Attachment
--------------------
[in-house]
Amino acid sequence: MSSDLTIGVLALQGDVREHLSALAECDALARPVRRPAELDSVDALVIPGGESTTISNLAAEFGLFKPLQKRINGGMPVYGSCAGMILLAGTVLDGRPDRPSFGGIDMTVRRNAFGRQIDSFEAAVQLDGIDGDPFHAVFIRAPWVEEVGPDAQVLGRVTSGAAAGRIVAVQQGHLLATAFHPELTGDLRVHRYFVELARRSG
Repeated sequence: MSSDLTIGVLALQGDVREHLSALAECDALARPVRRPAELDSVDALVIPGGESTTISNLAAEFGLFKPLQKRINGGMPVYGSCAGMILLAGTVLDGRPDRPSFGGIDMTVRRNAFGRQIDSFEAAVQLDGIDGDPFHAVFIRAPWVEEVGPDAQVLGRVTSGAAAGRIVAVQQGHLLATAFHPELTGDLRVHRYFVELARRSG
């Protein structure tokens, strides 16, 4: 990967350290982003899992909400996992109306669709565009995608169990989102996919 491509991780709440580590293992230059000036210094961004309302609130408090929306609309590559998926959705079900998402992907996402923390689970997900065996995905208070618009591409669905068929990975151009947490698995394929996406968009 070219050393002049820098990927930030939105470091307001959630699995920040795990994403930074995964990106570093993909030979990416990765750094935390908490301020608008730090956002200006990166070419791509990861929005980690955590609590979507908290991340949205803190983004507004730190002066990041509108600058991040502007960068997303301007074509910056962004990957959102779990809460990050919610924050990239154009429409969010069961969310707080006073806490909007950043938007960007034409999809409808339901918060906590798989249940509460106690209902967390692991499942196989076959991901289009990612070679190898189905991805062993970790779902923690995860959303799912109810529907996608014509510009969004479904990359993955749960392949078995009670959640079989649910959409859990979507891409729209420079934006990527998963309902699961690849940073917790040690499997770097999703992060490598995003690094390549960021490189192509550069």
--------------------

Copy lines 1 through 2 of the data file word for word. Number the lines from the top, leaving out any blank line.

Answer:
[in-house]
Amino acid sequence: MSSDLTIGVLALQGDVREHLSALAECDALARPVRRPAELDSVDALVIPGGESTTISNLAAEFGLFKPLQKRINGGMPVYGSCAGMILLAGTVLDGRPDRPSFGGIDMTVRRNAFGRQIDSFEAAVQLDGIDGDPFHAVFIRAPWVEEVGPDAQVLGRVTSGAAAGRIVAVQQGHLLATAFHPELTGDLRVHRYFVELARRSG